Saturday, April 17, 2010

Social Media and the Big Shift to a 21st Century "Pull" Economy

During a morning jog, I listened to a talk from John Seely Brown where he discussed what he calls the "big shift" from the 20th century "push" economy to the 21st century "pull" economy. In summary, the "push" paradigm is largely the traditional command and control model while the "pull" based structure is a more dynamic interaction with what Brown calls "knowledge flows." Upon further investigation, I found an excerpt from a new book, of which Brown is one of the authors, entitled The Power of Pull: How Small Moves, Smartly Made, Can Set Big Things in Motion at Here is what I see as the essential elements pulled directly from the text:
At the most basic level, pull helps us to find and access people and resources when we need them. At a second level, pull is the ability to attract people and resources to us that are relevant and valuable, even if we were not even aware before that they existed. Think here of serendipity rather than search. Finally, in a world of mounting pressure and unforeseen opportunities, we need to cultivate a third level of pull the ability to pull from within ourselves the insight and performance required to more effectively achieve our potential.

The first level of pull, access, is very powerful. But in a world of near-constant disruption, its value is finite. Many of us are increasingly finding that we no longer even know what to seek, even with the growing power of search. While it’s great that all sorts of information is indexed and sorted on the web, even a daily tour through ones Facebook newsfeed reveals many new people and resources that could be relevant.

How do we find out which ones? How do we specify, when we go to, Bing, or Google, the areas of knowledge and expertise that would be most valuable? Show me the stuff that I really need that I don't even know exists, isn’t much of a search string. Access only truly works when we know what were looking for. At times like these, the cursor blinks in the search engines textbox, mocking us, asking the existential question: Do you even know what you are looking for? And even if we think we do, it’s guaranteed that unknown unknowns, as Donald Rumsfeld memorably called them, are waiting for us, both as opportunities and as barriers.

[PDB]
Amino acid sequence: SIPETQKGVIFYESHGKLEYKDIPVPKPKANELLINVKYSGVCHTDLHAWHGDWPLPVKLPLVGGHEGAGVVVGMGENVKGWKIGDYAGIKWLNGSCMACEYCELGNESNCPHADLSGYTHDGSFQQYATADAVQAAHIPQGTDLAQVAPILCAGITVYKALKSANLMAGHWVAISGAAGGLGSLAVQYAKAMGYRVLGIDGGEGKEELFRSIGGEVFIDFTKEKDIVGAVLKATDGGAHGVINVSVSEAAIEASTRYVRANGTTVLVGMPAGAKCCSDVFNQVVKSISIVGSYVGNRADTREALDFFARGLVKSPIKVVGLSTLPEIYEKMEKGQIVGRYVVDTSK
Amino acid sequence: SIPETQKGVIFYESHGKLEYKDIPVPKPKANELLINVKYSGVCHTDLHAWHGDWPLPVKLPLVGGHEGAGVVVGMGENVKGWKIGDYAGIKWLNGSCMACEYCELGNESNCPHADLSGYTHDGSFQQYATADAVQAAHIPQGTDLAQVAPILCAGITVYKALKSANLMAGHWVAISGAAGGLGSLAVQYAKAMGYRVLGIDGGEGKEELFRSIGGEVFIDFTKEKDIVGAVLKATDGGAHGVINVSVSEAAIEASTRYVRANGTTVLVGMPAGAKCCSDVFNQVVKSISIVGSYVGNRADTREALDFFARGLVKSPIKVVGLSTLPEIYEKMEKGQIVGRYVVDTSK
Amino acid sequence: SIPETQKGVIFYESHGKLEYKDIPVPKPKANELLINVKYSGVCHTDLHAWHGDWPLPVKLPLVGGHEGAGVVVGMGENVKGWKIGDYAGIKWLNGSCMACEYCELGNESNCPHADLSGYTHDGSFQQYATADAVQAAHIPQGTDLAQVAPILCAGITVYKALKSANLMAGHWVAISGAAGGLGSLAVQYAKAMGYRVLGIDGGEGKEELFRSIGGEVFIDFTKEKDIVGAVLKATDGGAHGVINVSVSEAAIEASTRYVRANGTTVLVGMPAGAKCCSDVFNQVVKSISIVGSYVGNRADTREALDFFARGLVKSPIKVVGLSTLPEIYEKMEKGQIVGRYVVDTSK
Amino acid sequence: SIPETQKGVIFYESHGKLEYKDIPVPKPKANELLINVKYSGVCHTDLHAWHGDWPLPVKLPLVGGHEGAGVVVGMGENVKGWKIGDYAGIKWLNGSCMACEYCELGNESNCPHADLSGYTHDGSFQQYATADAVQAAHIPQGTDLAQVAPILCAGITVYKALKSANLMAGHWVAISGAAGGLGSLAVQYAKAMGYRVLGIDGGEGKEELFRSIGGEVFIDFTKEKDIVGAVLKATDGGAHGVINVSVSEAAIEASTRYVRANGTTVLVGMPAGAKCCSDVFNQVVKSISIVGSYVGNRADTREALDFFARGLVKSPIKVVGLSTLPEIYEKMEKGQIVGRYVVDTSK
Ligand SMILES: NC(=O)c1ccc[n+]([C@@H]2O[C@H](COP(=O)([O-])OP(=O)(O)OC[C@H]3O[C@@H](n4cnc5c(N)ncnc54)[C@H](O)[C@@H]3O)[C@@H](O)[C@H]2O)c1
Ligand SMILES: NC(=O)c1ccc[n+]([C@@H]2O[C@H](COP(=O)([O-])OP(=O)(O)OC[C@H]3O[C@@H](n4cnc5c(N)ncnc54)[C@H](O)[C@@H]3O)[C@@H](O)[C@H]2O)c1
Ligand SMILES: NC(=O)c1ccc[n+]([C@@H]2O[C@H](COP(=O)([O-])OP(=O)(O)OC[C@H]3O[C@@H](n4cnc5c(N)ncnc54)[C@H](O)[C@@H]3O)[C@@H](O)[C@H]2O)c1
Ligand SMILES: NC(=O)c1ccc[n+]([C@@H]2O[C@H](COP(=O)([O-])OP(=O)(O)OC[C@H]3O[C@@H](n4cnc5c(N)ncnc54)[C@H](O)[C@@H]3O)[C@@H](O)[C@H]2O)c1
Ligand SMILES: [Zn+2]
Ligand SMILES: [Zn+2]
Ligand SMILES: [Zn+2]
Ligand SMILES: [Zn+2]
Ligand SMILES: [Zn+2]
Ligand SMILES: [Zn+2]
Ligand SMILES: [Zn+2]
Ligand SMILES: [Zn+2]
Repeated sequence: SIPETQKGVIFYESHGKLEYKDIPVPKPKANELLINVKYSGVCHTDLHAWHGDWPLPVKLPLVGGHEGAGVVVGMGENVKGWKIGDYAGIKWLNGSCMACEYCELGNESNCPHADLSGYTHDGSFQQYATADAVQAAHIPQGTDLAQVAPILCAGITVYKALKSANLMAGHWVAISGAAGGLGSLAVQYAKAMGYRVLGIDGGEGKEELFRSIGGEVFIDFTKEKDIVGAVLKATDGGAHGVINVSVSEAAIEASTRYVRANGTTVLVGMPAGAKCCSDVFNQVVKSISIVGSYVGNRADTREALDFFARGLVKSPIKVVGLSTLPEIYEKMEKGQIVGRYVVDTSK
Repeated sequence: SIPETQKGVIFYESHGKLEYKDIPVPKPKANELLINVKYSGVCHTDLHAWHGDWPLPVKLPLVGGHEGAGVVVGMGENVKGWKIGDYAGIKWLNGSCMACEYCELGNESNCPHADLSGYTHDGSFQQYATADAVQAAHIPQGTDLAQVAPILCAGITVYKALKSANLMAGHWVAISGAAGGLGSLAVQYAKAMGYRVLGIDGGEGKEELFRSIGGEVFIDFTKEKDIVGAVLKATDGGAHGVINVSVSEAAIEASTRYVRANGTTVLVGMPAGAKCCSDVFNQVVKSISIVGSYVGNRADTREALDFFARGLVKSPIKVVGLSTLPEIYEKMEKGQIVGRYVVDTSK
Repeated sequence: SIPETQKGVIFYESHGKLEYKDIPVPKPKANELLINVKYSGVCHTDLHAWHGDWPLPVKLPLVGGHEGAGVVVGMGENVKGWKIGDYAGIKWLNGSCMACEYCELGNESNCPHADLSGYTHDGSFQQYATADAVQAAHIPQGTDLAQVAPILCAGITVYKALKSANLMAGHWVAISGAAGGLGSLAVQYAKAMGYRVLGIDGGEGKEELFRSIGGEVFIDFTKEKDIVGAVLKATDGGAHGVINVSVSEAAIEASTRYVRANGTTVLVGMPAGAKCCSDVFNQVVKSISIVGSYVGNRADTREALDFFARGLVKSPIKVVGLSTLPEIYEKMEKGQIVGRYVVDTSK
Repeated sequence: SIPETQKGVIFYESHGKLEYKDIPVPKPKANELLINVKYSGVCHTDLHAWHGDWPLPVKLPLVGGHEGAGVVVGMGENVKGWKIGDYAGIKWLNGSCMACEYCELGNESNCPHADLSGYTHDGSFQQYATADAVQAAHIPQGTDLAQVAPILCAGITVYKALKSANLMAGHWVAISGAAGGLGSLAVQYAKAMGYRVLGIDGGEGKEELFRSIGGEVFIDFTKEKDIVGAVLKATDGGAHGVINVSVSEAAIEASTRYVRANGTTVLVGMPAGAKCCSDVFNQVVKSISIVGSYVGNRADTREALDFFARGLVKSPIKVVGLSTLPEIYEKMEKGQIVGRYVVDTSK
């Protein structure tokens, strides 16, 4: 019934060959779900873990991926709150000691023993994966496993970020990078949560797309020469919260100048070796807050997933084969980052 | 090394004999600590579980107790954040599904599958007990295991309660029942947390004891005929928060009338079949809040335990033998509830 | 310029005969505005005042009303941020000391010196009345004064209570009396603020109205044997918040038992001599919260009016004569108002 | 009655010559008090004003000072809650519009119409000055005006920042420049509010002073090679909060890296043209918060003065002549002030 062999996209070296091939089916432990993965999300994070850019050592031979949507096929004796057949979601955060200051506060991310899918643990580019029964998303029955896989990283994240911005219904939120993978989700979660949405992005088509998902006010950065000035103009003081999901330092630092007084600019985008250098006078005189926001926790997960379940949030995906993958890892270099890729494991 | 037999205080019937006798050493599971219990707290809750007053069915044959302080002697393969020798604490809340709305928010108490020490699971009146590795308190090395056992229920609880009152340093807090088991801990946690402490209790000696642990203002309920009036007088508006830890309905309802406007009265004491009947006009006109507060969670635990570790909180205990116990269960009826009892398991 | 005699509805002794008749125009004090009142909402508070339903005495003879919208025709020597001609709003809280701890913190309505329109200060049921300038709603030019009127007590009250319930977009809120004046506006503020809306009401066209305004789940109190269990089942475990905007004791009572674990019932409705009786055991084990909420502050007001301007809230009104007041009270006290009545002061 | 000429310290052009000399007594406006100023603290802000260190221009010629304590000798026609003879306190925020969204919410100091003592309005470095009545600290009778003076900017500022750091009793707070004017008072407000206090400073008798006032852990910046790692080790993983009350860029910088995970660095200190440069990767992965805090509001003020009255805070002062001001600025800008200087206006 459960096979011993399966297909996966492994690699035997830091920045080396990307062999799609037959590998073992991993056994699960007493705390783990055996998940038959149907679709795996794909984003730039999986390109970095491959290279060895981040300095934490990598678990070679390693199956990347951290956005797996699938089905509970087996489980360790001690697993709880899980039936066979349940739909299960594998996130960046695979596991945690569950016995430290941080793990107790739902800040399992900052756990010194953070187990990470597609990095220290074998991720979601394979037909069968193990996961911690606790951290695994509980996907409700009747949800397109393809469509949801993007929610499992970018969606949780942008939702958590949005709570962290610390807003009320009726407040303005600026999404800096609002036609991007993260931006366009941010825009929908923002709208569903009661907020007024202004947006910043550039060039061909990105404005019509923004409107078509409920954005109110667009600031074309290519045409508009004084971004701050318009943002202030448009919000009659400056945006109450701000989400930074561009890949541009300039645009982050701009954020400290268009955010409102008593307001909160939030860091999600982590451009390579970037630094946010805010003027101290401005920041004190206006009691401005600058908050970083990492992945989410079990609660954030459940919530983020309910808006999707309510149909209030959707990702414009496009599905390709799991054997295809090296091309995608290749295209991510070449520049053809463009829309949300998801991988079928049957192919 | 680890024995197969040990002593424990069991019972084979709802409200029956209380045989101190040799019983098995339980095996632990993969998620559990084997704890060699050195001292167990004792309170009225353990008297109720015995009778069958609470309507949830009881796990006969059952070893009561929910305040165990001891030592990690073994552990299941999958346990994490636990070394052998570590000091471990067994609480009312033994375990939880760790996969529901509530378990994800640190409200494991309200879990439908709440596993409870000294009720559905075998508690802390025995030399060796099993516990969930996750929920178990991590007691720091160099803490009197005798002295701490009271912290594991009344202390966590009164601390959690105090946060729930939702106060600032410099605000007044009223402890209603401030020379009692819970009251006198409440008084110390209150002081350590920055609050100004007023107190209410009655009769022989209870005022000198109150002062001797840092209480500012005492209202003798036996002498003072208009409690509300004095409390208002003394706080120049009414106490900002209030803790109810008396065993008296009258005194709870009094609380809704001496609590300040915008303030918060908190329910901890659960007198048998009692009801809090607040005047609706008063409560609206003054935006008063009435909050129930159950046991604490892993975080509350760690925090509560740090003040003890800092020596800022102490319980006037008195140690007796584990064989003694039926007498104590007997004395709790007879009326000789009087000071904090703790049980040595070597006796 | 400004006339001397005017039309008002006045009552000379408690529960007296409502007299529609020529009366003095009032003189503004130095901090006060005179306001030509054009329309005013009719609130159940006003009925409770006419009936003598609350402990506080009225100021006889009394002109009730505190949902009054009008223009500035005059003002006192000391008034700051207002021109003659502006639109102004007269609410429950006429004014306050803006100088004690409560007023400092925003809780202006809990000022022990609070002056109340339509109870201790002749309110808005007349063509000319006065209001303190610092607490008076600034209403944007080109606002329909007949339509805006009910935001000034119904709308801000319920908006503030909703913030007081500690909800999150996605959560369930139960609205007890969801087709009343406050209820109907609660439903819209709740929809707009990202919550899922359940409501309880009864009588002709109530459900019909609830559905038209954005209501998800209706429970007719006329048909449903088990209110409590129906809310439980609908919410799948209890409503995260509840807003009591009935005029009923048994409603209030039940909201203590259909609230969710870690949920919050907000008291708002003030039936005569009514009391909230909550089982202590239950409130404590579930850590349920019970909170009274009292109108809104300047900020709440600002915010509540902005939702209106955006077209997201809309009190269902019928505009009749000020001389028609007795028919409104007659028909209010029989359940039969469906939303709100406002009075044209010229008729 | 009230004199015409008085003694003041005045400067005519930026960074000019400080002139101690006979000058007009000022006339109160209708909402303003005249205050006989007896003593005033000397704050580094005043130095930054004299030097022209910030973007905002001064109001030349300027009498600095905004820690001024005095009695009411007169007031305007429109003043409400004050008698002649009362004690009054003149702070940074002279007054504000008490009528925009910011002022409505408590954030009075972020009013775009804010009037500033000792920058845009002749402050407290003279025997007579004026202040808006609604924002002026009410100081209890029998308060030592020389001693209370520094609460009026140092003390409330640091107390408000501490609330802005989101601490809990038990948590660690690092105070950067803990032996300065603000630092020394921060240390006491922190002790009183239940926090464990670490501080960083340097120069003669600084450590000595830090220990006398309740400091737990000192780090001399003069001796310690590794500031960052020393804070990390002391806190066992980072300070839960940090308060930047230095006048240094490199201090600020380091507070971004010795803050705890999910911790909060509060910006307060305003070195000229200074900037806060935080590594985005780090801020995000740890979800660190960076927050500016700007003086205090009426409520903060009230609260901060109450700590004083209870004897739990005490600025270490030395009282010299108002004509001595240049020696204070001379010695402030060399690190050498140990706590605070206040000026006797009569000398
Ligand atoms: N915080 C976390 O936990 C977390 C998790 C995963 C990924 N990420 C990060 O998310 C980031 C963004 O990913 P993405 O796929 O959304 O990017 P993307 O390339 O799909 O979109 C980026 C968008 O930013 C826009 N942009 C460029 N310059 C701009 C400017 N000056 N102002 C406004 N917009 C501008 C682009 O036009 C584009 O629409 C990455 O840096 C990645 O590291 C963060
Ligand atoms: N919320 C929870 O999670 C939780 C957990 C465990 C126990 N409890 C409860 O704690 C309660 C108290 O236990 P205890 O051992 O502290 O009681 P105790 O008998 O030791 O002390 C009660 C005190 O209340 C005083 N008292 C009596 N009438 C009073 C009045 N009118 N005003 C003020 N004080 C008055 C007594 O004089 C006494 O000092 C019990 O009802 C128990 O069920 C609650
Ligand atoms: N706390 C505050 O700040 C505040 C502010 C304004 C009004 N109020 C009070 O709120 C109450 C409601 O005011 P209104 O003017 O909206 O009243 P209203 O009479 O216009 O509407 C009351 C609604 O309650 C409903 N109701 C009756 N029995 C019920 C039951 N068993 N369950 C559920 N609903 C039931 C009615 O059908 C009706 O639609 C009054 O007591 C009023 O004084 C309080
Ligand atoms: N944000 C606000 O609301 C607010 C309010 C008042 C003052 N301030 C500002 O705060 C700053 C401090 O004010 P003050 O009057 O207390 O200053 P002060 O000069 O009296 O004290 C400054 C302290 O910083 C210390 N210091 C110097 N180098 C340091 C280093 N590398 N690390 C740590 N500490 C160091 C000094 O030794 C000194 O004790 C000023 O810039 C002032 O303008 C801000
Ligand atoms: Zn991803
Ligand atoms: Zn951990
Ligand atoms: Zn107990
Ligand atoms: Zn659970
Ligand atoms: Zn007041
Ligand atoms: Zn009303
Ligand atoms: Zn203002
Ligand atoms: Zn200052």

We must supplement search engines and their equivalents by exploring additional ways of pulling people and their knowledge to us. To address this challenge, we will need to master the techniques of attraction in both our personal and professional lives and learn to harness the power of serendipity, which is the faculty of finding people and things that we did not know we were looking for.

We need serendipitous encounters with people because of the importance of the ideas that these people carry with them and the connections they have. People carry tacit knowledge. You can’t learn brain surgery just from a text. You've got to stand next to someone who already knows and learn by doing. Tacit knowledge exists only in people’s heads. That means we must not only find the people who carry this new knowledge but get to know them well enough (and provide them with sufficient reciprocal value) that they’re comfortable trying to share it with us.